Inspiring Young Readers

posted on 05 Feb 2024

Jane Eyre, abridged for Young Readers by Patrice Lawrence

I would imagine that it is quite daunting for an author to be asked to abridge a much loved classic text such as this. Even in the more than capable hands of award winning Patrice Lawrence, it is a challenge to know what to leave in, leave out and to change in a way that keeps the original spirit of the novel. More than anything, it has to be judged on whether it stands alone as an engaging and well written story in its own right.

The author acknowledges these dilemmas in a thoughtful introduction which prepared me for some of the changes and modifications. The four phases of Jane’s difficult life take place in different physical settings that each have an distinctive atmosphere. Each one of her rich relations at Gateshead Hall where she spends her early childhood, have appalling characteristics, particularly her sadistic, much indulged cousin John:

‘He went to the dovecote, twisted the necks of the pigeons and killed their chicks. He set the dogs on the sheep, stripped the hothouse vines of their fruit and broke the buds from the best plants in the conservatory.’

At the age of ten she is sent away to Lowood, an ‘educational’ charity institution for orphans. There she experiences a different kind of cruelty and neglect, although this time she is not the only target. A glimpse of how society treated poor unwanted children at that time will doubtless be an interesting talking point for school pupils.

The author has toned down the nastiness and emphasised how one compassionate teacher, Miss Temple, makes life a bit more bearable. Life is still very hard for these unfortunate children and when typhus rages through the school, many girls fall fatally sick. Jane remains healthy and begins to relish the relaxation of rules that the epidemic has caused. There is still great sadness, especially when her dear friend Helen succumbs to the illness and dies but she tries to be optimistic because there is now more food for the survivors and she begins to take pleasure in the beautiful woods and garden.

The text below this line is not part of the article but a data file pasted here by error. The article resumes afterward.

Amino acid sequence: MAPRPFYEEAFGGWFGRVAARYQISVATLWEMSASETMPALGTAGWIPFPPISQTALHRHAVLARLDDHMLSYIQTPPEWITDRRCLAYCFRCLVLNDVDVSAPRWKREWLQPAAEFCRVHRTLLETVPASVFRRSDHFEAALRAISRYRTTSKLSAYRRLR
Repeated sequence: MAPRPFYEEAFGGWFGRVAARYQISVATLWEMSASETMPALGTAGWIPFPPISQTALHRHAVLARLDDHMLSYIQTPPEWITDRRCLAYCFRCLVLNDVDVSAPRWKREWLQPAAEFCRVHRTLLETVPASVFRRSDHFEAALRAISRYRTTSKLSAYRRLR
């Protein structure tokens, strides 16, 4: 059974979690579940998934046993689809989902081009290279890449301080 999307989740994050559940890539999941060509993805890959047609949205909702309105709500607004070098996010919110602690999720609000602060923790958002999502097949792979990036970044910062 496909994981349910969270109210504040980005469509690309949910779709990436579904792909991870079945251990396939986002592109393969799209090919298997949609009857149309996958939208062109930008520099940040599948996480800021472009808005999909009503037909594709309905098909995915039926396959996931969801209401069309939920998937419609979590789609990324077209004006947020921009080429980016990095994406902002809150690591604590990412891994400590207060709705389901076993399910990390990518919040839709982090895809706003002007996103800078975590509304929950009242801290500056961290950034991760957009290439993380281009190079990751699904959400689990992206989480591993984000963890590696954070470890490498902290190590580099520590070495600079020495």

This eight year period of her life allows her to become both reflective and grateful for her circumstances. After the epidemic, Lowood becomes much improved by the attention brought to the dreadful conditions at the school and she works there for two years as a teacher.

When Miss Temple gets married and leaves, Jane decides that she needs an adventure and so places an advert to become a governess to a private family. She is taken on at Thornfield to teach Adele, a charming little French girl who is the ward of the often absent Mr Rochester. This is a relatively happy time in her life as she enjoys her new role and grand new home, that is apart from the ghostly laugh that she hears at night and the puzzle of Grace Poole, a servant who seems to be blamed for any mysterious happenings.

Everything shifts dramatically when Jane meets and eventually falls in love with the enigmatic Mr Rochester. He is a fictional character that I have never warmed to as I’m not sure that I would trust a man who locks his mentally-ill first wife in the attic and keeps it a secret! He has plenty of flaws that become apparent to Jane but she is pretty besotted nevertheless. At first it seems that he will marry Blanche Ingram who is a local society beauty. But her dreams come true when he expresses his love for Jane and proposes marriage. When this is rightly challenged by his brother in law, she has to make another escape.

She travels far away from Thornfield and has a miserable time wandering around trying in vain to find shelter from the rain:

‘I would rather take my last breath on the moorland and let the birds pick the flesh from my bones.’

Her fortunes change again when she is taken in by a kind family at Moor House and she becomes very close to them over a period of time. This is the part of the story that has a distinct fairytale quality because she first inherits money unexpectedly and then returns to Thornfield in response to a mysterious voice in the night. For those of you that don’t know the unlikely ‘happy ever after’ ending, I wont spoil it.

I enjoyed reading this abridged version and commend the author for packing in all of the main events in a measured and evocative way. She explains that ‘it was wonderful to wallow in Charlotte Bronte’s gorgeous language’ and I think that this version complements the quality of the original novel. It makes me want to reread this and wonder if some younger readers will be intrigued to try it for themselves.

Published by Walker Books, Jane Eyre is available from your local independent bookshop - who will be happy to order it for you if they don’t have copies on their bookshelves.


Karen Argent

February 2024